Because of the macrobiotic stuff I ended up being taken in by a couple in San Francisco, Cornelia and Herman Ihara, who were students of George Ohsawa. They really appealed to me because they were very much into studying and learning and not getting tripped out with the heavy belief systems that did turn macrobiotics a bit culty.

Rachel Carson was a big influence?

Oh yes. Her book woke a lot of people up to the dangers of pesticides and the craziness of putting poisons on our food. At Good Earth I was buying from all these farmers and learning about the system of organics and making friends in that community. Many of those old-timers I am still in touch with like Frank Ford who started Arrowhead Mills, and Arran Stephens from Nature’s Path. Bob Quinn is the kamut guy. Michael Potter started Eden Foods 50 years ago from the macrobiotic tradition. He is quite a character. I remember when he came out with soy milk, which was a new thing.

Your focus has been organic.

What I’ve learned over time is that organic farming doesn’t really work if you just remove the pesticides from conventional farming. The whole system crashes. Think of a drug addict going cold turkey. It’s about developing healthy soils that depend on an amazing sharing that occurs between microorganisms. For example, plants give sugars to the fungus and he fungus in turn dissolves minerals for the plants. In turn healthy soils create healthy plants that are more insect resistant. Getting good science that demonstrates such symbiotic functions has been a strong trend in organics.

The original Good Earth Store on Bolinas Road in Fairfax
The original Good Earth Store on Bolinas Road in Fairfax
One of two Good Earth stores in operation today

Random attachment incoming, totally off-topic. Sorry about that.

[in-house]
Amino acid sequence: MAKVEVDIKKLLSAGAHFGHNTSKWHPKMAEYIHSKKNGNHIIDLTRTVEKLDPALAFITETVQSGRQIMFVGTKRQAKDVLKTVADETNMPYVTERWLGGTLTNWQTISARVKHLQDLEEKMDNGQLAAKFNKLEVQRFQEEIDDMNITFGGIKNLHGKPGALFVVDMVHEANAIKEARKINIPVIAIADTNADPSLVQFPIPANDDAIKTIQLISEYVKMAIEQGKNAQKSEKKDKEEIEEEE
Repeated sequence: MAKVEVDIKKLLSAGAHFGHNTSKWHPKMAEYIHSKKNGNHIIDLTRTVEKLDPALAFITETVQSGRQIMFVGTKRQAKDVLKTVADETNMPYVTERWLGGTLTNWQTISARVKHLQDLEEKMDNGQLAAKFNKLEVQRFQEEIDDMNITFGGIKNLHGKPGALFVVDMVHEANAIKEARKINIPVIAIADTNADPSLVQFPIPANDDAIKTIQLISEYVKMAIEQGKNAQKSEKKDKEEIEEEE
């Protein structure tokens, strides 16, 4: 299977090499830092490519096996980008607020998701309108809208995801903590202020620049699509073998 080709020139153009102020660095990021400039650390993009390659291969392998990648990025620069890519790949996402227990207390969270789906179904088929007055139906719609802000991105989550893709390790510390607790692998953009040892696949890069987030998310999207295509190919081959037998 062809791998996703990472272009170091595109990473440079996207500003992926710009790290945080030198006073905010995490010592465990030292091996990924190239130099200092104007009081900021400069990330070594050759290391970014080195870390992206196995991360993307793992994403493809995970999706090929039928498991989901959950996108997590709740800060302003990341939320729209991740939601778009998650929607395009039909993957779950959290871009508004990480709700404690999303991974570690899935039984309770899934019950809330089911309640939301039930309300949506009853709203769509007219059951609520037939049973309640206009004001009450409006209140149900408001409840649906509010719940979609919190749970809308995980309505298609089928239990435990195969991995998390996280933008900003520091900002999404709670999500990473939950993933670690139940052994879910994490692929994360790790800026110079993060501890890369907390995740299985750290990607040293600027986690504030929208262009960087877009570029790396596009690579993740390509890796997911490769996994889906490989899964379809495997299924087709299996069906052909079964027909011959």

One of two Good Earth stores in operation today

You’re a longtime anti-GMO crusader.

Monsanto really did think they would be able to revolutionize agriculture through genetic modification but they were absolutely unable. I’m convinced that the damage done to the genome when they change those plants is actually causing a lot of harm to the quality of the food produced in that system. Organic is elegant and it makes so much sense scientifically.

I was involved in the Measure B campaign to ban GMOs in Marin, which won by 62 percent, and the Prop 37 campaign to label GMOs in California. We lost Prop 37 by only a point and a half, which, considering the magnitude of the dollars pumped in against that campaign, was pretty good. What I’ve learned is that these political referendums are nothing more than educational campaigns.

The most heartwarming David vs. Goliath success story is the Non-GMO Project, with its ubiquitous butterfly logo.

About 12 years ago Bob Kerner from Natural Grocery Company in El Cerrito and Berkeley and I along with The Big Carrot, which is this Toronto-based store that was also very concerned about the GMO issue, got together and formed a partnership of independent retailers to create the Non-GMO Project. We hired Megan Westgate, who’s still the executive director, and that was it. The verification is rigorous to prove that you don’t have GMOs but it’s caught on. The Non-GMO Project butterfly verification logo came out in 2010 and is now on 3,000 brands and 50,000 products, giving people a means of awareness about GMOs.

I love that it was driven by local independent retailers. Now that organic food is a $50 billion industry, that must shift the dynamic in Washington,